Monday, June 28

Life in Morocco moves so much slower than it does in the states and I think I could grow to like it. Without a car and with everything organized in mini villages around courtyards with the same shops every few blocks. Each business stays open because people here are not loyal to a specific brand they are loyal to the business owner, the people that are around them.

You really feel your own place here. You feel time move by slowly like currents down a lazy forest stream. There is always time for conversation with a friend or introspection over lazy hours and a single cup of nouse-nouse (Moroccan Late).

Last Tuesday Aydin and I left for the Gnowa music festival in Essuara on the southwest coast of Morocco. I had never heard of Gnowa music before but a huge number of Peace Corps volunteers would be there and who could pass up what promised to be an epic beach party lasting from Wednesday to Sunday.

Our bus was scheduled to leave at 9:30pm so of course by Moroccan time we left just past 10:00pm. We drove through the night, switching from the fancy CTM buses to a normal, groty Suk bus in Marakesh around 6:00am. We arrived in Essuara around 10:00 am Wednesday morning. Taking long bus trips like this is normal here but it is still a fascinating experience for me. I take flights for granted but there is something almost wonderful about having so much Time to just sit with no pressing concerns, nothing to do, just to look out the window and watch mountains turn into fields, turn into desert and then into coastline.

I finished the first of what I hope to be many books during the trip. A prequel to Frank Herbert's, 'Dune' called, 'The Butlerian Jihad'. This is not a book that I would recommend to most people unless, like me you are simply in love with the entire wold of Dune, enough that you can put up with terrible writing. The book was written after the death of Frank Herbert, by his son. It is one of the first books written by Brian Herbert based on Frank Herbert's notes and the book has about the structure and focus of a Dune fan-fiction and not the best of fan-fiction at that. Brian does go on to write better stories in the future but 'The Butlerian Jihad' and its sequel 'The Machine Crusade' which I am now reading are not examples of them. That all being said, I'm still in love with the world and cannot bring myself to move on to another book until I finish these.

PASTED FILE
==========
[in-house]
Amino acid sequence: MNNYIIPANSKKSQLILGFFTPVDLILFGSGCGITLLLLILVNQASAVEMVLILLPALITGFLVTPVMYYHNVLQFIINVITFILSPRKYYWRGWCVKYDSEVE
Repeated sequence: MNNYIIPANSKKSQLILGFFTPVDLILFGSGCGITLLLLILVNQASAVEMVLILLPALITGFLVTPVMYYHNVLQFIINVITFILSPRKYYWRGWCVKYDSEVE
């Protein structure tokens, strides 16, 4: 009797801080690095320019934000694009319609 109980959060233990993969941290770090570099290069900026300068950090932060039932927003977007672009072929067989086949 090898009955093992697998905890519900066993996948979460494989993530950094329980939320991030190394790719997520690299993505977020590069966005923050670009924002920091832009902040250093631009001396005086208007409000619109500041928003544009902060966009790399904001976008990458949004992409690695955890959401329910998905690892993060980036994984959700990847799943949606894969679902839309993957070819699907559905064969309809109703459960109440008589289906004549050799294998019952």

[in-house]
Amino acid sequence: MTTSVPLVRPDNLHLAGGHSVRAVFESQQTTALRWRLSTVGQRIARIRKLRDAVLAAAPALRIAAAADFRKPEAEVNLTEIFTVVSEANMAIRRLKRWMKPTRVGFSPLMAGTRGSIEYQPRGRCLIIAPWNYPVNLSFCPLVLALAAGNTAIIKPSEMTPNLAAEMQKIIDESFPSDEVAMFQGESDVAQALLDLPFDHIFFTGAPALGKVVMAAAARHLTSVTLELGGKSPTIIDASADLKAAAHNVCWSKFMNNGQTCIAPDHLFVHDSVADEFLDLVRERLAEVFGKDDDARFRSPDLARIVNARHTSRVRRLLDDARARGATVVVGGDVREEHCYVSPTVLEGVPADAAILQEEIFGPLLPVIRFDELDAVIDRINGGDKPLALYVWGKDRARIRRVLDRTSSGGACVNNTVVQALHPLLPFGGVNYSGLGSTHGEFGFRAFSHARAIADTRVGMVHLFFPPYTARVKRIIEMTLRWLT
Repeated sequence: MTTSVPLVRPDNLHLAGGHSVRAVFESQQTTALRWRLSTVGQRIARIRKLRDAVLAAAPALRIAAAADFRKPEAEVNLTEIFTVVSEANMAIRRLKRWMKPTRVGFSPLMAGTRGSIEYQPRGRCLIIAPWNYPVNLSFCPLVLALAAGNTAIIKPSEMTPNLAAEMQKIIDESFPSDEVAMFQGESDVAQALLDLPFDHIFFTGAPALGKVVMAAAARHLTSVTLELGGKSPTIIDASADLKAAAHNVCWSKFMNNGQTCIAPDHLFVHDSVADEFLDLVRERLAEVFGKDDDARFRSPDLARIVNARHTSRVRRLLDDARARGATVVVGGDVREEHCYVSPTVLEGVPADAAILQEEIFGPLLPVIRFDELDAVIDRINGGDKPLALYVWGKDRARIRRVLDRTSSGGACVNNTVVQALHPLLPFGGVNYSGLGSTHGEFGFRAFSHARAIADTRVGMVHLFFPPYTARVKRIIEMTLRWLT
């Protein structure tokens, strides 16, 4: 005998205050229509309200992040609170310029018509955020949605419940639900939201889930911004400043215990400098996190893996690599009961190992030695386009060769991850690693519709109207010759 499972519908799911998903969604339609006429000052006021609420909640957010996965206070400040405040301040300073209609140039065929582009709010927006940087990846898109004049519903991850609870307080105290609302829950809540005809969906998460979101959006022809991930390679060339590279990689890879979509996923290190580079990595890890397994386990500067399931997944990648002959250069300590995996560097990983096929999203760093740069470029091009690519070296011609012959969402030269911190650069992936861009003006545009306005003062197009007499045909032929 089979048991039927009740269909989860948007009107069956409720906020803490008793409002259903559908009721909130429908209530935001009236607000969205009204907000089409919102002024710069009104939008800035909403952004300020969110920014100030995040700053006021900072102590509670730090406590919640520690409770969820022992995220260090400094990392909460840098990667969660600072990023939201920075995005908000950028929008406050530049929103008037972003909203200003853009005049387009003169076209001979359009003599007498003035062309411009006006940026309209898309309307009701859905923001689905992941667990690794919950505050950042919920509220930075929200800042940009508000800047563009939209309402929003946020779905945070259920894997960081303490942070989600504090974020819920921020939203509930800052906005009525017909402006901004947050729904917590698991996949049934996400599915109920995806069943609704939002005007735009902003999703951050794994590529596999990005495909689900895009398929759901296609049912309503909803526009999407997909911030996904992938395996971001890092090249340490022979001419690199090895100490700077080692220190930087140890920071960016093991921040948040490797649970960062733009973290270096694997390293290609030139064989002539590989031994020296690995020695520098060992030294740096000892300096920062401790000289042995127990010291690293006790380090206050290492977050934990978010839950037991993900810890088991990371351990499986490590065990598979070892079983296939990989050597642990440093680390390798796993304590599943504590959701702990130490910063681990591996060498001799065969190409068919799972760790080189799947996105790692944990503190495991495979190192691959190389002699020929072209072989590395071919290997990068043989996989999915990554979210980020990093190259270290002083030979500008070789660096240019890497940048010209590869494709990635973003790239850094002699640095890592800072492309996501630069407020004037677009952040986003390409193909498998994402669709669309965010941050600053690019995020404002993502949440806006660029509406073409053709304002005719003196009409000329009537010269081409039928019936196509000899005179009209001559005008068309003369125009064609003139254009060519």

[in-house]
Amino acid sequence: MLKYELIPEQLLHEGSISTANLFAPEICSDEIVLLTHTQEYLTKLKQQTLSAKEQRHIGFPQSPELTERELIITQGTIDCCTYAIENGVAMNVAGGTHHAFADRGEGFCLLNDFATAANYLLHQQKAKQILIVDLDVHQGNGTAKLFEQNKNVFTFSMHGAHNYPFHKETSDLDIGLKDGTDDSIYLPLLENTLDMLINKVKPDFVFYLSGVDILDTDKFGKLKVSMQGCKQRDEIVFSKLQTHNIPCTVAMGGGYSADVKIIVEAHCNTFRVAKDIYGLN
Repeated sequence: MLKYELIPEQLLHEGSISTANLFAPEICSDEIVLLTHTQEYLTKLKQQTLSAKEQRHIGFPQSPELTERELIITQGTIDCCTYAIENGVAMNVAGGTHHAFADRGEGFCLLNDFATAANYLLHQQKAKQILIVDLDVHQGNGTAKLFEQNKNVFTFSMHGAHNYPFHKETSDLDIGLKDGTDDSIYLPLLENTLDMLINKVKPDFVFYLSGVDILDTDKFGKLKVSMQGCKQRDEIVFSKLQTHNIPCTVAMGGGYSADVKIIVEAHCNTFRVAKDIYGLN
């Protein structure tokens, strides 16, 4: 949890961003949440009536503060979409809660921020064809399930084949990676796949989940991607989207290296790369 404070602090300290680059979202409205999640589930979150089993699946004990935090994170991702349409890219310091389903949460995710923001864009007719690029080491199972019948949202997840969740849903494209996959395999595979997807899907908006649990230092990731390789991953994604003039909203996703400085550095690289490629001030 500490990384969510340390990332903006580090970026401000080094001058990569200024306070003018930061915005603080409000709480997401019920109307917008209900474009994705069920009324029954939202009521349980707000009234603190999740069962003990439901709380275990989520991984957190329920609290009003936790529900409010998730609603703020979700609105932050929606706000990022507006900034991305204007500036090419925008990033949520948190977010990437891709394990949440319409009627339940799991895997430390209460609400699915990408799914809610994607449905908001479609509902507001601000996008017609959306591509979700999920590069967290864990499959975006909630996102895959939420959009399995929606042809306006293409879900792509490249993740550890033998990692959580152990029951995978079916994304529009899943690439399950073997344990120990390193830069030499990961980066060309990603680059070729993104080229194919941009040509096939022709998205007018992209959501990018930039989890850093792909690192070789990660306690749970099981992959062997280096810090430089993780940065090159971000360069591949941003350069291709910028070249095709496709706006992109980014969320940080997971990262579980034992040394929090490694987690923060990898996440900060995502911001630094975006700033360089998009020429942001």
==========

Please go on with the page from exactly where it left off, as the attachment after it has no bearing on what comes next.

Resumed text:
On to Essuara, it was a madhouse. People come from all over Morocco and Europe to spend time at the Gnowa festival. I knew nothing about the music before I arrived, though I had heard it was supposed to be a fusion of traditional Moroccan music with Spanish Flamenco influences. However what I found was a sound very similar to Reggae music. The sound was certainly enjoyable to dance to but it also attracted a crossover of reggae fans who brought with them not just their awesome hair and extravagant clothes but also a strong drug culture.